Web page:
Cleanup up follows storm, flooding

Thursday night's torrent is blamed for one death, serious property damage

August 28, 1999|By Erika Niedowski | Erika Niedowski,SUN STAFF

The Baltimore area continued mopping up yesterday from the torrential rains that drenched the region Thursday, flooding cars and basements, downing trees and power lines and contributing to a traffic accident that police said killed a 16-year-old boy.

Scott Sickel, of the 2900 block of Georgia Ave., Baltimore County, was walking in the curb lane of the 700 block of Patapsco Ave. about 11 p.m. Thursday to avoid standing water on the sidewalk when he was struck by a 1989 Mazda driven by David Russell, according to city police spokeswoman Angelique Cook-Hayes.

Russell, of Virginia, was driving in the curb lane because of the heavy rain and limited visibility. According to Cook-Hayes, Russel saw something to the side of his vehicle and struck Sickel, who was pronounced dead at the scene at 11: 10 p.m.

Thursday's rains, which measured 3.12 inches in the city, came fast and furious. High water forced lane closures on three roads in Anne Arundel County, State Highway Administration officials said.

Statewide, 48,000 homes were without electricity as of 10 p.m. Thursday, said Baltimore Gas and Electric Co. spokesman Karl Neddenien. Last night, 4,000 homes, about half of them in Baltimore, had no power, but service was expected to be restored to nearly all customers last night, he said.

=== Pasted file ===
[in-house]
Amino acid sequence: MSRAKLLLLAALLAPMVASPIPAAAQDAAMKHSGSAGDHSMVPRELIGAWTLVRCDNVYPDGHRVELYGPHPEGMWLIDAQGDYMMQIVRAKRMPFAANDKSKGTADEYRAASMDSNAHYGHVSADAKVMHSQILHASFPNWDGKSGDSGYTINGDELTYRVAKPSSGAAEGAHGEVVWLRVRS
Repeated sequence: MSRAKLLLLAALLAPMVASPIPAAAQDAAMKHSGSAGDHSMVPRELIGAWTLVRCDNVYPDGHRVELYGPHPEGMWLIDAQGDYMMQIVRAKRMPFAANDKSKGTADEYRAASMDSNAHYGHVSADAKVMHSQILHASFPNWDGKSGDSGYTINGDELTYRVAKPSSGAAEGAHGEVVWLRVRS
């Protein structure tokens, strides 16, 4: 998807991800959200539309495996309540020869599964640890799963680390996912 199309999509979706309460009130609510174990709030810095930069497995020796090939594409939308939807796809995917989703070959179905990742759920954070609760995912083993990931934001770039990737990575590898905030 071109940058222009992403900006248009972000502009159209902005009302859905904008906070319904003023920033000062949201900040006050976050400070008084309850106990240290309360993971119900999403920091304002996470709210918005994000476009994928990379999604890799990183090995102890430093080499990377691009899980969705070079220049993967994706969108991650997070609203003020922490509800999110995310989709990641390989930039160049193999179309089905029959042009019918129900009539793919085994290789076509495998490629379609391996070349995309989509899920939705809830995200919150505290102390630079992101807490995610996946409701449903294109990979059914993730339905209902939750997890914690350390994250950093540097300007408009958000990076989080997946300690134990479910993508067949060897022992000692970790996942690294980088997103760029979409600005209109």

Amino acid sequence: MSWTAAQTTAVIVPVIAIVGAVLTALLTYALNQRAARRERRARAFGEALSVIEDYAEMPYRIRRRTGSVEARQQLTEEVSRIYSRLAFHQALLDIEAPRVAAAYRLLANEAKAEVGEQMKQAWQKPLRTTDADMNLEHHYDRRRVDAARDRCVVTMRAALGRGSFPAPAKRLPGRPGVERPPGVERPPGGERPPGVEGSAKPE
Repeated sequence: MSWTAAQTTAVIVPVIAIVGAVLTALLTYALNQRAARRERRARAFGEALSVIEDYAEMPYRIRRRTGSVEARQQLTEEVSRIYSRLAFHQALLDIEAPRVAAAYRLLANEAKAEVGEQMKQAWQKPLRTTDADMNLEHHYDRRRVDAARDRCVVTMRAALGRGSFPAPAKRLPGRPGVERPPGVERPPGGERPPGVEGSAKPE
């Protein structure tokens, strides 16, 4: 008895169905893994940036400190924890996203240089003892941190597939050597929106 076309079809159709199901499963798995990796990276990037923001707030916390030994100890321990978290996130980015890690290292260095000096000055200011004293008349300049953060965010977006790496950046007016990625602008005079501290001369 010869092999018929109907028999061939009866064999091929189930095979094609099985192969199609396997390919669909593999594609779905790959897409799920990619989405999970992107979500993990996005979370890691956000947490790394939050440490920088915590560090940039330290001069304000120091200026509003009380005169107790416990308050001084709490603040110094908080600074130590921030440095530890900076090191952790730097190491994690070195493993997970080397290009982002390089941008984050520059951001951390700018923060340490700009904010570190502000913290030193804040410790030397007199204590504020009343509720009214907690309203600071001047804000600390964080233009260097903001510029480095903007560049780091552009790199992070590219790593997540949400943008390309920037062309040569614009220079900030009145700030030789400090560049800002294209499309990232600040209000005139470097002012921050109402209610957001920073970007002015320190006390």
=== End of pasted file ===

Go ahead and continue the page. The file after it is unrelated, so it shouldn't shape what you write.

In Baltimore County, the rains swelled a west-side storm drain and culvert in Woodlawn and subsequent flooding did $2 million in damage to a nearby auto dealer.

Fast-moving water raged 6 feet deep across the sprawling Fox Auto & Truck Discount Centers in the 6600 block of Security Blvd., said sales manager Darren J. Gordon. About 70 new trucks were damaged, he said.

The parking lot of the Meadow Mill Athletic Club in the 3600 block of Clipper Mill Road looked like a scrap heap of wrecked automobiles.

Outside the club, which sits at the bottom of a basin behind a stream, Nancy Wolf found her Jeep Cherokee on top of an Audi. The force of Thursday's flood had moved it -- and 39 other cars -- several yards from its original parking place.

"I think this is the epicenter where the flash flood was," said Paul Eberling, who found his 6-month-old Dodge Durango coated with mud and tree branches, inside and out. "It was a sea of floating cars. It was quite a disaster scene. People were wading through the water, but the scary part was exiting through the water through a lightning storm."

While the rainfall hasn't brought an end to the drought -- the area is still short about 12 inches of rain compared to last year -- there are some encouraging signs. The water level in reservoirs statewide, which had been declining since July, appears to have stabilized.

Sun staff writers Mike Farabaugh, Zerline A. Hughes, Joel McCord, TaNoah Morgan and Dail Willis contributed to this article.

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